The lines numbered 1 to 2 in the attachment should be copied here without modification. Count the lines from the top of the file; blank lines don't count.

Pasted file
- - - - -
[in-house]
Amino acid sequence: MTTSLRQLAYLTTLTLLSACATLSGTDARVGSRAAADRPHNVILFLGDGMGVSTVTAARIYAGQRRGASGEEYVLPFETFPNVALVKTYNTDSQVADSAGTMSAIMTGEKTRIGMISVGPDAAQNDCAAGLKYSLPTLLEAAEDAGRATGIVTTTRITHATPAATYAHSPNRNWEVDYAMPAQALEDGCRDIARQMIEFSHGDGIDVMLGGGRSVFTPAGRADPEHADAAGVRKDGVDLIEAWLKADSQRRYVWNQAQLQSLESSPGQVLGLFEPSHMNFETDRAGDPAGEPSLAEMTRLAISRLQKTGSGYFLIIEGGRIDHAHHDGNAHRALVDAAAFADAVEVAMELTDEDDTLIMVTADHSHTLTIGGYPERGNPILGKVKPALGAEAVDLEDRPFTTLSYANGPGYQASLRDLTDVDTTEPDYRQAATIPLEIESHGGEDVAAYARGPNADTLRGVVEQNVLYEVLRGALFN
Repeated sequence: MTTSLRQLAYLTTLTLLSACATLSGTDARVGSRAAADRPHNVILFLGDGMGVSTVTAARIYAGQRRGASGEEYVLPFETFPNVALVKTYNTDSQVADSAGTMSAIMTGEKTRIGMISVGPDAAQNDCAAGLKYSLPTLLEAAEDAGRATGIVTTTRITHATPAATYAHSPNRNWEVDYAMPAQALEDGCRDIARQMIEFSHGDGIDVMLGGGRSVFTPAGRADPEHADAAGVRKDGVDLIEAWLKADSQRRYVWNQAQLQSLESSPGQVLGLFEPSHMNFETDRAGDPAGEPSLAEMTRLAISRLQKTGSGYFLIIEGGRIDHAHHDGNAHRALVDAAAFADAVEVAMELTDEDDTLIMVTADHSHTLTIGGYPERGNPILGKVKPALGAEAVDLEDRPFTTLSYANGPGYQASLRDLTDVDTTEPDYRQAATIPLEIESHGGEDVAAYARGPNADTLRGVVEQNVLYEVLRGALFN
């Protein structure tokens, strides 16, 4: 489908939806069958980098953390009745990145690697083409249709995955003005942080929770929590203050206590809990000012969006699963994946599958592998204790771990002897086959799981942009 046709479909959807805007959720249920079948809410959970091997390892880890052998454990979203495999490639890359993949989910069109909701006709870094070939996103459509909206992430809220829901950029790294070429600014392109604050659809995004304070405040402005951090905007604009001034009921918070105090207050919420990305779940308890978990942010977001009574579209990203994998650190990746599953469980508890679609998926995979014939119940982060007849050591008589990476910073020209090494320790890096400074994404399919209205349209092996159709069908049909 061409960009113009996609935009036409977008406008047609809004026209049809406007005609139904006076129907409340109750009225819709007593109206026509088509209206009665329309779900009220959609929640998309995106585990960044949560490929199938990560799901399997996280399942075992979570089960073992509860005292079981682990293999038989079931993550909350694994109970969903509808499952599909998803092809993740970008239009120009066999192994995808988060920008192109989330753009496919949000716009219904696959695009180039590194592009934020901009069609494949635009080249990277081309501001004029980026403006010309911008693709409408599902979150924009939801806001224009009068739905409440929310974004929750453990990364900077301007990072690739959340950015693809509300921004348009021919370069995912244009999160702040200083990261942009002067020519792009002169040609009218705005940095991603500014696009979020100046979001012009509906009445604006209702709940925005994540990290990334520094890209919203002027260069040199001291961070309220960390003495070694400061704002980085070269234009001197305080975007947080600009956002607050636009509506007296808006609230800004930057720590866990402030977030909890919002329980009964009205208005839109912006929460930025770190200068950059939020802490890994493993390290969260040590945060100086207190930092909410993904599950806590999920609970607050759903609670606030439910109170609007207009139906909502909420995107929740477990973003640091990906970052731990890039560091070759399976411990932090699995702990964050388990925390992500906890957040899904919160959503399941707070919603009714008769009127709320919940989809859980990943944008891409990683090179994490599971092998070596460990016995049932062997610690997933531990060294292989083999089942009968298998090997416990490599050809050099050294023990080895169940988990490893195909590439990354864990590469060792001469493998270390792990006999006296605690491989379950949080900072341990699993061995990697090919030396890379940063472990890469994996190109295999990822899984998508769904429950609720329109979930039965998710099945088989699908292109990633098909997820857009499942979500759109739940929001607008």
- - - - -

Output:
[in-house]
Amino acid sequence: MTTSLRQLAYLTTLTLLSACATLSGTDARVGSRAAADRPHNVILFLGDGMGVSTVTAARIYAGQRRGASGEEYVLPFETFPNVALVKTYNTDSQVADSAGTMSAIMTGEKTRIGMISVGPDAAQNDCAAGLKYSLPTLLEAAEDAGRATGIVTTTRITHATPAATYAHSPNRNWEVDYAMPAQALEDGCRDIARQMIEFSHGDGIDVMLGGGRSVFTPAGRADPEHADAAGVRKDGVDLIEAWLKADSQRRYVWNQAQLQSLESSPGQVLGLFEPSHMNFETDRAGDPAGEPSLAEMTRLAISRLQKTGSGYFLIIEGGRIDHAHHDGNAHRALVDAAAFADAVEVAMELTDEDDTLIMVTADHSHTLTIGGYPERGNPILGKVKPALGAEAVDLEDRPFTTLSYANGPGYQASLRDLTDVDTTEPDYRQAATIPLEIESHGGEDVAAYARGPNADTLRGVVEQNVLYEVLRGALFN